Language of Real PolitiksReal politiks as we see and understand it today would have been a dull, slow and tedious drama being enacted in front of a bored audience, if it did not come along with its share of horse trading, intrigues, plot hatching and back stabbing, double speak and playing to the gallery to earn some brownie points. While it stands true that all rational beings want their political representatives to behave in a mature and dignified manner, flamboyance, a degree of eccentricity and the ability to invoke ceetees from the audience has not gone unnoticed. An apt example is Lalu Prasad Yadav, and despite the drubbing his party received in the recently held Assembly election in Bihar, many more people would recognise the face of Lalu than Nitish Kumar, who is credited for nullifying the caste politics championed by Lalu. And so it goes, that many a time, politicians are wont to state their stand in a language which are beyond the comprehension of the man on the street. This is particularly so, when addressing a contentious issue. Some may call it diplomacy while others may call it lying through one’s teeth, but whatever the case, the fact stands that many politicians have gone the extra mile to fine tune their typical political language to the level of an art. India has produced its fair share of such politicians, whose statements come packed with meanings which could be interpreted in different ways. Such tactics serve a cause when the Government is not in a position to take a final stand on any contentious issue. So while the rest of the world progressed and realised the importance of a market driven economy, India continued with the Nehruvian idea of a socialist India, which has no room for entrepreneurship. In other words it means that Socialism was the holy word, which every Indian political leaders felt obliged to acknowledge as the best route to take the country forward. During the time of Indira Gandhi, the language of politics began to take a more sinister turn and it came in different shades of black and white and a new term, Kitchen Cabinet entered the dictionary of politics in India. The “foreign hand” policy was a sort of a masterstroke, with Mrs Gandhi using this leeway whenever faced with an internal crisis, or when she finds herself politically cornered. A natural fall out is the trend of different politicians using different language of politics to slip out of an uneasy situation or divert people’s attention. The movement of Indian troops to the Western border by Rajiv Gandhi in the latter part of the 80s, when Bofors and Fairfax had begun to rumble, was interpreted by many as a tactical ploy to divert people’s attention from the two issues, which ultimately led to his undoing and India saw an alternative in VP Singh, who chose to follow his conscience rather than his leader’s decision. What makes the whole thing all that more interesting is the attempt by numerous political commentators to interpret what the politician actually meant when he said something on an issue, deemed sensitive. This becomes all that more intense when a contentious issue comes under hot a debate between two hostile neighbours or two unfriendly countries. The world witnessed the peaking of this trend during the Cold War but now with the world forced to come to terms with Wikileaks, such acts of “diplomatically putting forward one’s view point,” may be over.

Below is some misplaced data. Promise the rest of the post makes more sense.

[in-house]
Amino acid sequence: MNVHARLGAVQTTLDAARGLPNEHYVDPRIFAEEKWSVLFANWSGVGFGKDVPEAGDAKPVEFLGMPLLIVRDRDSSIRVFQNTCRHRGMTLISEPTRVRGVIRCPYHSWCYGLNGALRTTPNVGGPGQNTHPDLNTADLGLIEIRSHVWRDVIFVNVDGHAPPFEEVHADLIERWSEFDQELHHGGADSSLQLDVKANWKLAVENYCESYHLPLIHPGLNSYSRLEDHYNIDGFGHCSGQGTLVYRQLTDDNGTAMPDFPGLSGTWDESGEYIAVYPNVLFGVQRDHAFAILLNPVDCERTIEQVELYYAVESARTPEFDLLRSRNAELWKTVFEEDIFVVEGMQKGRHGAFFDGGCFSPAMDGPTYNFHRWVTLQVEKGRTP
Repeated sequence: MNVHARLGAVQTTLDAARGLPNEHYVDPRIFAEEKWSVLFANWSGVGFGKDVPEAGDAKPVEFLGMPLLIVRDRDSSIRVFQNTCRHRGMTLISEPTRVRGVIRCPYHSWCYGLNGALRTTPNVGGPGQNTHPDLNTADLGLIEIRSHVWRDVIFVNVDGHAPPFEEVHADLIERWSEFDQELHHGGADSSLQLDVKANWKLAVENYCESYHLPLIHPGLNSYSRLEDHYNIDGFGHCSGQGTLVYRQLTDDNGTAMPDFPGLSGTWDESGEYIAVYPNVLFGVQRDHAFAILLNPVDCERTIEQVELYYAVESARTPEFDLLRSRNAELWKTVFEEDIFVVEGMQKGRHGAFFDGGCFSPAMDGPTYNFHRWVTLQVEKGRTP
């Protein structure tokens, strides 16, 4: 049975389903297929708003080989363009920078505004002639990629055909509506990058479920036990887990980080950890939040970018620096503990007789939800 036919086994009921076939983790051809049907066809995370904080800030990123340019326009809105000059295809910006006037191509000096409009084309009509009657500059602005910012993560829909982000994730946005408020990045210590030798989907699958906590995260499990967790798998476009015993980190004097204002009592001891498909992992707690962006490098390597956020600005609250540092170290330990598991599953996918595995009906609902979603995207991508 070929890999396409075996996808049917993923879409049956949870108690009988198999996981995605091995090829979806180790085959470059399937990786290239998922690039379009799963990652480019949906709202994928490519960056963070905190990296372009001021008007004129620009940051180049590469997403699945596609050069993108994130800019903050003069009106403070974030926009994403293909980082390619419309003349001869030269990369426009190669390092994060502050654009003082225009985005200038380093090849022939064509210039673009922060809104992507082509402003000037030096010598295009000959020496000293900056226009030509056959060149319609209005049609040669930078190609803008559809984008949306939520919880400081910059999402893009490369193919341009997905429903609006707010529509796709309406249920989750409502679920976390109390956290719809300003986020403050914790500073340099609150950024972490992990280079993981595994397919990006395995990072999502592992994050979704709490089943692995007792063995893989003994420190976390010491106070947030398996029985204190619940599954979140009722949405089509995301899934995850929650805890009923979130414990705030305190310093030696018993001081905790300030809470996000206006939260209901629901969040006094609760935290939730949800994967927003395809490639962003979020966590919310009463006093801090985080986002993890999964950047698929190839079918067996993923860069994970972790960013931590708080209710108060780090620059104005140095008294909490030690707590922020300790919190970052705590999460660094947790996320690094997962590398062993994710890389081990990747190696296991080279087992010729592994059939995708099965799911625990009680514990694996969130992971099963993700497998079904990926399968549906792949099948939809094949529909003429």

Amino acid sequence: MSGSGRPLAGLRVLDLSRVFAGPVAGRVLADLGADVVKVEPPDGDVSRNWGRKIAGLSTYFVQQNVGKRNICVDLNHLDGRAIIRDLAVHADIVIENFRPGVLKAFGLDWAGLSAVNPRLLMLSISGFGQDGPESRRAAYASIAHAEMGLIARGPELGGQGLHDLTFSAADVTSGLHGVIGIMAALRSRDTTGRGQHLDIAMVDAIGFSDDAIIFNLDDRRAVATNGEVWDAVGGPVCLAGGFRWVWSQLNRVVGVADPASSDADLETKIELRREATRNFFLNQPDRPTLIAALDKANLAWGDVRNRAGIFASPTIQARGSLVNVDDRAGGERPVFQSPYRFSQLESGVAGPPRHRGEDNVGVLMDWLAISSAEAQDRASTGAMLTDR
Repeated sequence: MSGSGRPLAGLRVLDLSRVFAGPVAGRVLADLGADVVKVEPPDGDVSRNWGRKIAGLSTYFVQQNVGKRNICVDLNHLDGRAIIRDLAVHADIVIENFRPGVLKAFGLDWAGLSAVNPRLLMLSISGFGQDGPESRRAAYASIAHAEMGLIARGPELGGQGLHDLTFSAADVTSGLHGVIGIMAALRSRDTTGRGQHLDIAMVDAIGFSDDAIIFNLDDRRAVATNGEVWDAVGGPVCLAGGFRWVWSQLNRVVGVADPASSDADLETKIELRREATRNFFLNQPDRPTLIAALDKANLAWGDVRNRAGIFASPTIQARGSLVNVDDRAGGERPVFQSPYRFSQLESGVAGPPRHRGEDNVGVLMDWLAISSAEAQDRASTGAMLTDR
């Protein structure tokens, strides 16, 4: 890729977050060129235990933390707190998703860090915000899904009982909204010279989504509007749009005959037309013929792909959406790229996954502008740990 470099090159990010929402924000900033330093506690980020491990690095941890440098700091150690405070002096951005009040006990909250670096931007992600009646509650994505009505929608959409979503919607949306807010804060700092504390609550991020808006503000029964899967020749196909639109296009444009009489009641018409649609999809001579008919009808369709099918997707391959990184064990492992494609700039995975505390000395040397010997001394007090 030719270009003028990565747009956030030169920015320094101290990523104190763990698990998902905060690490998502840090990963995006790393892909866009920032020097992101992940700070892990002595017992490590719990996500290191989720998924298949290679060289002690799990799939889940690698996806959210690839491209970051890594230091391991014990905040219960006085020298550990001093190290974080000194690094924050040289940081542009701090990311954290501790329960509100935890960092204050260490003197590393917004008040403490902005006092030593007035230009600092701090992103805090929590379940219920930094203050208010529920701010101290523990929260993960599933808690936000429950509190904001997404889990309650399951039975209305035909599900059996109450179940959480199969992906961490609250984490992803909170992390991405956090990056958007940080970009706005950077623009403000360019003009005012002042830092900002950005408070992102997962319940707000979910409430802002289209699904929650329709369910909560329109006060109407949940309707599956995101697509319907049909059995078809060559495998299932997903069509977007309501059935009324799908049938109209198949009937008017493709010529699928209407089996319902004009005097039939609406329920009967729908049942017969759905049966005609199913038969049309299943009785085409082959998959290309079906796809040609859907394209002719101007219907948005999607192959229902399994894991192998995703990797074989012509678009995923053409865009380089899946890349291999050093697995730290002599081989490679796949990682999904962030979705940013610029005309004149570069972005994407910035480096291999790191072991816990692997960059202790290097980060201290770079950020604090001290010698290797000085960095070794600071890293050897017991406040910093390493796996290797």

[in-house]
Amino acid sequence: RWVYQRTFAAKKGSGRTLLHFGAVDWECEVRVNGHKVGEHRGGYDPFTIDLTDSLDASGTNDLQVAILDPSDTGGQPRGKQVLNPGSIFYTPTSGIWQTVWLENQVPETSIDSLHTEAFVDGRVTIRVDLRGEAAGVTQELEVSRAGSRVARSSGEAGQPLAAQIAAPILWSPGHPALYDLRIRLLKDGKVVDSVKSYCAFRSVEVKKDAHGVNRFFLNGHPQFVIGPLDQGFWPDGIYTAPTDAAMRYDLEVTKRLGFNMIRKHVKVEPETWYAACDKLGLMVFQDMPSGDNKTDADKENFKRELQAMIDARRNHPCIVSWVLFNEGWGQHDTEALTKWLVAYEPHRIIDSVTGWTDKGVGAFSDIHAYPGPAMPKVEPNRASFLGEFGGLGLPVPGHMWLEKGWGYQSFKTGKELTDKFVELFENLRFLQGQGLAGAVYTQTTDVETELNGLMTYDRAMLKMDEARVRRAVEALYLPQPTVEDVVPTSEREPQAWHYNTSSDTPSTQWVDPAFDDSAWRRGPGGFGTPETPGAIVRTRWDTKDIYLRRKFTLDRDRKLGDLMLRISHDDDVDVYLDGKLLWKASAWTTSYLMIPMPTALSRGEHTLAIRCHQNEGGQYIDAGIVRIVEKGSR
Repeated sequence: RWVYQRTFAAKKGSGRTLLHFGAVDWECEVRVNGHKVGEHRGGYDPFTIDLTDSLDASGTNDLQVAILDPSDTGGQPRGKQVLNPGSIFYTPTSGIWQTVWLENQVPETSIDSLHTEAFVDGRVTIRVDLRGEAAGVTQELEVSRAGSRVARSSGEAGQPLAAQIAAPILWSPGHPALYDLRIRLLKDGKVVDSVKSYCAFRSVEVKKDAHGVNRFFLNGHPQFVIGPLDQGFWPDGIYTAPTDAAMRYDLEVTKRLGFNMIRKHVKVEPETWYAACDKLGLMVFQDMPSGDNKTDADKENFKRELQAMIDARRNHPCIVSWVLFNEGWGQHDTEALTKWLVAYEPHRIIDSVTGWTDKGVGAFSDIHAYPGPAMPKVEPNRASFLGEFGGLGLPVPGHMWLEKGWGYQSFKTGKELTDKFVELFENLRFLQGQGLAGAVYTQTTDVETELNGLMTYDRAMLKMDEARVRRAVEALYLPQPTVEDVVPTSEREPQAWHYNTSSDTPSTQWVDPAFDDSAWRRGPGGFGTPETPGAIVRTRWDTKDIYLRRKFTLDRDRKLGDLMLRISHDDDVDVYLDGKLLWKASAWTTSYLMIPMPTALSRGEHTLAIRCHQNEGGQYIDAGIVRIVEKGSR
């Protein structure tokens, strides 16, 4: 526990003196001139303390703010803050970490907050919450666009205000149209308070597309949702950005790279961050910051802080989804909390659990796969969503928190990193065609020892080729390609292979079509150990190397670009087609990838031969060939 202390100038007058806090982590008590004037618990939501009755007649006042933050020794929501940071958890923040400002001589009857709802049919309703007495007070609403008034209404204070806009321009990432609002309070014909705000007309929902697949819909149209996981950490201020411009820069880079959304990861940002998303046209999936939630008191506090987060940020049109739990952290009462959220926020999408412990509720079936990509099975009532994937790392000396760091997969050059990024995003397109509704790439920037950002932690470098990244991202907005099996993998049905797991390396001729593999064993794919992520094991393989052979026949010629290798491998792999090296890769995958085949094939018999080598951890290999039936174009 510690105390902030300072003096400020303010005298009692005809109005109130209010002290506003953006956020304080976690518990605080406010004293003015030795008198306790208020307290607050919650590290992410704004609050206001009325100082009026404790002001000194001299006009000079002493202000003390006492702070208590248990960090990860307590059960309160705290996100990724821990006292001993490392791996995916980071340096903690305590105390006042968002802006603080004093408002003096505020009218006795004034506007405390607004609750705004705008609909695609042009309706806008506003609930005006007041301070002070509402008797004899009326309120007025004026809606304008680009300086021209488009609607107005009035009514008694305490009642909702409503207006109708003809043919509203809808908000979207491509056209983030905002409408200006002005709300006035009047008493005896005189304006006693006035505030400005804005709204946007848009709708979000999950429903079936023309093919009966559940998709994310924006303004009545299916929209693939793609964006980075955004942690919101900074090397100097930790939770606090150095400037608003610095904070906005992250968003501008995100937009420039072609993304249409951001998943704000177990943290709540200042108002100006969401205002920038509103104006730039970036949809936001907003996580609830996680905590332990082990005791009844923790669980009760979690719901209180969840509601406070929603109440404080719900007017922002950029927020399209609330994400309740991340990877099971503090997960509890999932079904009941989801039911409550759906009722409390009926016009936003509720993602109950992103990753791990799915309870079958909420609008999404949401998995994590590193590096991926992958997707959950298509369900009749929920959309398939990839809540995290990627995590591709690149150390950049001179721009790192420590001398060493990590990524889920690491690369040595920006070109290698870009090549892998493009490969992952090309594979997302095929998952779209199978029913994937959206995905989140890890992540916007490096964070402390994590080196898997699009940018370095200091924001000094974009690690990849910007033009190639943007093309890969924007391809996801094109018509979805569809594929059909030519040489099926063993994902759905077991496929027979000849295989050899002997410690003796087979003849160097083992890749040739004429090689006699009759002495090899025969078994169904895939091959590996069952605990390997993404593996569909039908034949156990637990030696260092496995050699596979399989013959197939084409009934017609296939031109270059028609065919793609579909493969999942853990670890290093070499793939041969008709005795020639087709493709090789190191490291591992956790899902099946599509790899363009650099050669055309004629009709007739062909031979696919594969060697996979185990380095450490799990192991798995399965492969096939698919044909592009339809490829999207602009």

Post independent India has seen some neat side stepping of contentious issue by the people who matter such as the Prime Minister or the Home Minister or the Defence Minister. In the North East in general and Manipur in particular, one outstanding show of political language utilised was when the then Prime Minister Atal Behari Vajpayee said that the question of integrating all Naga inhabited areas needs a political consensus amongst the neighbouring States, while addressing a public meeting at Kohima. This was the time when the threat to the territorial integrity of Manipur hung heavy in the air, especially with the Bangkok Declaration of June 14, 2001, serving as the reminder. What Vajpayee said at Kohima then, did not have any elements to frustrate the NSCN (IM) or the people of Nagaland and neither did it stir a hornet’s nest in Manipur. This was diplomacy at its finest display, which sounded very simple and down to earth to the man on the street, while to the political commentator or analyst, it came packed with meanings, which reflected the stand of the Government then. Prime Minister Manmohan Singh is not up there at the top of the chart for coming out with witty one liners or statements that are left unsaid but nevertheless serve the purpose of having said it. However his “needs a humane touch,” sentiments while referring to the Armed Forces Special Powers Act in 2004 at Imphal, went a long way in winning the hearts of the people, though the status quo remains. It is these memorable use of the language, which has become the principle vocabulary of real politiks, that makes politics that much more interesting as a subject to discuss and debate over. And it goes without saying that it needs a receptive mind as well as the ability to understand, feel and see the unsaid part or sentence in a said statement. Union Home Minister P Chidambaram has wrapped up his two day visit to Manipur and though he did not address the media or made any fresh commitments, his statement, “Meiteis need to talk to Tangkhuls and Tangkhuls need to talk to Kukis,” is pregnant with meaning and could be the indicator of which direction the Naga issue is heading towards. Equally significant was his observation “the minorities may feel insecure”, while holding fort on the rights and privileges of every community. With just two sentences, Chidambaram showed that he is aware of the deep divide over the Lim issue and whose brainchild it is while on the other hand, he also acknowledged that the minorities in Manipur may not be getting or receiving all that is due to them. It is such political talks, that keep the topic of politics interesting and inject that dose of adrenaline in any person who has an inkling of interest in politics.